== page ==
Job switchers tend to make more money: Study

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WATCH News headlines today: Nov. 13, 2019

Want to get a raise? The answer may be in getting a new job.

Americans who switch jobs are getting bigger raises than those who stay with the same company, especially if you're in tech or construction, according to new survey results from the ADP Research Institute.

PHOTO: Business people are seen working in a startup office in this undated stock image. Xavier Arnau/Getty Images
Business people are seen working in a startup office in this undated stock image.

The report's findings come during a period of historically low unemployment that favors employees, and an increase in laws that ban employers from asking employees' salary histories.

On Friday, New Jersey joined New York, California and several other states banning inquiries into job applicants' salary history.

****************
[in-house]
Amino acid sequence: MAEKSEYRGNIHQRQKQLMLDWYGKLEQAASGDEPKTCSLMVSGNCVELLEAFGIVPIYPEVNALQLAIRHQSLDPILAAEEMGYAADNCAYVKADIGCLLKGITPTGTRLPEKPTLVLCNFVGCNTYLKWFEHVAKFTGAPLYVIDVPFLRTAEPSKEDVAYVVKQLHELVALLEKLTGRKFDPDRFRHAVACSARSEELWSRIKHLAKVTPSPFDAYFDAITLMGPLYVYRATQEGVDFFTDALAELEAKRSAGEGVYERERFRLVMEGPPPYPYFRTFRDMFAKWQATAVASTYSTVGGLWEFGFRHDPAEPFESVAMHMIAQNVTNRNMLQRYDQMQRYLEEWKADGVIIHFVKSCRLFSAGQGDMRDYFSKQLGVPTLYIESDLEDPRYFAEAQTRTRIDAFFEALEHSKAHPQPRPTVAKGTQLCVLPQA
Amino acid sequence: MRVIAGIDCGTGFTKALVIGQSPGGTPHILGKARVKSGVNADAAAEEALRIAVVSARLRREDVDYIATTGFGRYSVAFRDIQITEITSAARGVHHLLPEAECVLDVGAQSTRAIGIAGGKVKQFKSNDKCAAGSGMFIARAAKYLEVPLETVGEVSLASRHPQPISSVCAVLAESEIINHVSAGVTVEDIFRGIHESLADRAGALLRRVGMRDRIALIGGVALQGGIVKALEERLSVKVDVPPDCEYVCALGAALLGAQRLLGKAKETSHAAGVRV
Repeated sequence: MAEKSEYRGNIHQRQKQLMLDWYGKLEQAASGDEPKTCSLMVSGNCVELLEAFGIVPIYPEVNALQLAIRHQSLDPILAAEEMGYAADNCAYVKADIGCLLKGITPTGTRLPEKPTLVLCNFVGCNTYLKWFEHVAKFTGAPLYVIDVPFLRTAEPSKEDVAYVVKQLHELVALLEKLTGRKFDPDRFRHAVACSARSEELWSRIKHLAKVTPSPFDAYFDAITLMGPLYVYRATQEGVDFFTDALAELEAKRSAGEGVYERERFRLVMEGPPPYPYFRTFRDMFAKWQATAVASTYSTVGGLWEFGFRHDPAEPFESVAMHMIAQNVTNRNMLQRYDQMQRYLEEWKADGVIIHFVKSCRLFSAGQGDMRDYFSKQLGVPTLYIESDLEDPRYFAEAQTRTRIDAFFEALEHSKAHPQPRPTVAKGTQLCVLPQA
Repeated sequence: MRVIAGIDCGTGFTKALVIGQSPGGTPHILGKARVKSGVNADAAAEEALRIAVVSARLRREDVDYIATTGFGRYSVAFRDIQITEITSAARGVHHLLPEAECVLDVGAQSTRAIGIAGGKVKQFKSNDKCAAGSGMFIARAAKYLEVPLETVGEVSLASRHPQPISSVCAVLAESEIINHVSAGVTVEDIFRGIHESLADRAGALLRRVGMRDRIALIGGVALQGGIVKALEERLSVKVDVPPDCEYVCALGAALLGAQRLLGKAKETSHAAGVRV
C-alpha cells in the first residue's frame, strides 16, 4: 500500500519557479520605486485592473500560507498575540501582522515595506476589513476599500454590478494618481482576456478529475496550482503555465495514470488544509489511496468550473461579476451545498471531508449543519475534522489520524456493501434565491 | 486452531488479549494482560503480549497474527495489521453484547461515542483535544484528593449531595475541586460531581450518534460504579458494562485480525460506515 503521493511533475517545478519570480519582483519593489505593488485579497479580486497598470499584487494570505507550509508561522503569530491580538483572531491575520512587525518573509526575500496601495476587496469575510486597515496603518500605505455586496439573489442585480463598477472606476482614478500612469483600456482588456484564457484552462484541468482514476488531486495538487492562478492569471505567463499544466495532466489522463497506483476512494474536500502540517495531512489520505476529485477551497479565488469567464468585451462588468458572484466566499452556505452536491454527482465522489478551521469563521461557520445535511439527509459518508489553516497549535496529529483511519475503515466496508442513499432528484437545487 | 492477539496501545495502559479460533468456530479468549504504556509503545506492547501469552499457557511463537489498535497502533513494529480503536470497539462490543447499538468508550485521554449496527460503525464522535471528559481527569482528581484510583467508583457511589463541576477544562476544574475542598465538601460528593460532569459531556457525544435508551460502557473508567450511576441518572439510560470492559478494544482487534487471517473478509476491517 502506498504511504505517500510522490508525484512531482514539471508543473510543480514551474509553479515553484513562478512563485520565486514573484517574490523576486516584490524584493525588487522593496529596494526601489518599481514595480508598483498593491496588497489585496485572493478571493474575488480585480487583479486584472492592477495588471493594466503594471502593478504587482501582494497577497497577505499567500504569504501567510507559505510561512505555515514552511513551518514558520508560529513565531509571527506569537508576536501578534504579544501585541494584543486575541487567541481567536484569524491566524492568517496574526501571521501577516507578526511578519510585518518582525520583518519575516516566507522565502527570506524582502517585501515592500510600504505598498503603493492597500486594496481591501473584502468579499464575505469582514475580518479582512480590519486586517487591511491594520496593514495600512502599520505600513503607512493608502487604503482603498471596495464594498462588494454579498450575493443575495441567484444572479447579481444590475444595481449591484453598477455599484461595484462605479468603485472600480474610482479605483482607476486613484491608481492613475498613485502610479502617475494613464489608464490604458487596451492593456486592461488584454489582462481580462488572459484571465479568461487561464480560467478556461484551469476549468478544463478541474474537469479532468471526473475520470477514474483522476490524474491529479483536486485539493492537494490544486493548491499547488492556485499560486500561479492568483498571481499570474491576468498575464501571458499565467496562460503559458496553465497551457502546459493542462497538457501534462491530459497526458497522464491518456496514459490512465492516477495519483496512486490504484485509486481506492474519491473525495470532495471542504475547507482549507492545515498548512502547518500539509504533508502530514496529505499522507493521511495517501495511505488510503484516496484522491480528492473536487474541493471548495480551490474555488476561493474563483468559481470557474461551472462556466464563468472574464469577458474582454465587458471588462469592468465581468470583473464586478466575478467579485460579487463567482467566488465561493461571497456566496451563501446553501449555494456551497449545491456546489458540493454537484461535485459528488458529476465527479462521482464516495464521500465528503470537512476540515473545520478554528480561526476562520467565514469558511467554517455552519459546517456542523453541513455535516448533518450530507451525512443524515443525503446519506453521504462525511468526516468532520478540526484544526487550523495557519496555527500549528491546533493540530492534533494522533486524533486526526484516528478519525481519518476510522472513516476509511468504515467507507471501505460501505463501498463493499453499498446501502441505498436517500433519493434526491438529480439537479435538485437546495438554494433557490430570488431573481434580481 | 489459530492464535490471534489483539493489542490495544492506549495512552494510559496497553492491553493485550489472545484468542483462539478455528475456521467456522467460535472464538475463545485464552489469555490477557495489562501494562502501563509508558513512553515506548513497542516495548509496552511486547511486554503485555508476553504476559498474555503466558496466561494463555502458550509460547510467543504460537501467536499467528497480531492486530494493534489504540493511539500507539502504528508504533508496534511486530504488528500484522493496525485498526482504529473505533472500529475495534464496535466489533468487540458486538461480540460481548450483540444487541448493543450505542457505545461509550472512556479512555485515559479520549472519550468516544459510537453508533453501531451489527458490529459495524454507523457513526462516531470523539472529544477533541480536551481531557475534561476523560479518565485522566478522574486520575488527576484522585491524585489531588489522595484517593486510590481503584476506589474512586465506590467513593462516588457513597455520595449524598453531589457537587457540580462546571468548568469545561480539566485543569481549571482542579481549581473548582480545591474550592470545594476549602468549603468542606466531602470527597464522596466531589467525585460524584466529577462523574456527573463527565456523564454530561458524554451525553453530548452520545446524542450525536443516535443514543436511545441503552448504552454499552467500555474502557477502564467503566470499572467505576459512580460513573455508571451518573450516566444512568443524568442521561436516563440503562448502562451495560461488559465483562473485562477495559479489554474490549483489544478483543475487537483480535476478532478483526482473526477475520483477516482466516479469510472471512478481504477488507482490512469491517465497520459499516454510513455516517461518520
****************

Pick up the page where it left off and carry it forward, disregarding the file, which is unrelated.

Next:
Workers who switched jobs saw average wage growth of 5.3% compared to their colleagues who remained at their former jobs from a year earlier, according to the ADP report.

"It is definitely the case," recruiter Amy Cole told ABC News. "If someone would like to make a significant leap, the truth is they'd have to leave their company."

However, it's generally looking good for everyone.

PHOTO: Business people are seen in this undated stock image. Peopleimages/Getty Images
Business people are seen in this undated stock image.

People with jobs, switching jobs and new workers are all averaging raises of about 5% or better on an individual basis, compared to last year.

"More broadly, wage growth has averaged 3.7% so far in 2019 compared with a 2.8% average in 2018 and is consistent with a tightening labor market," study's authors wrote.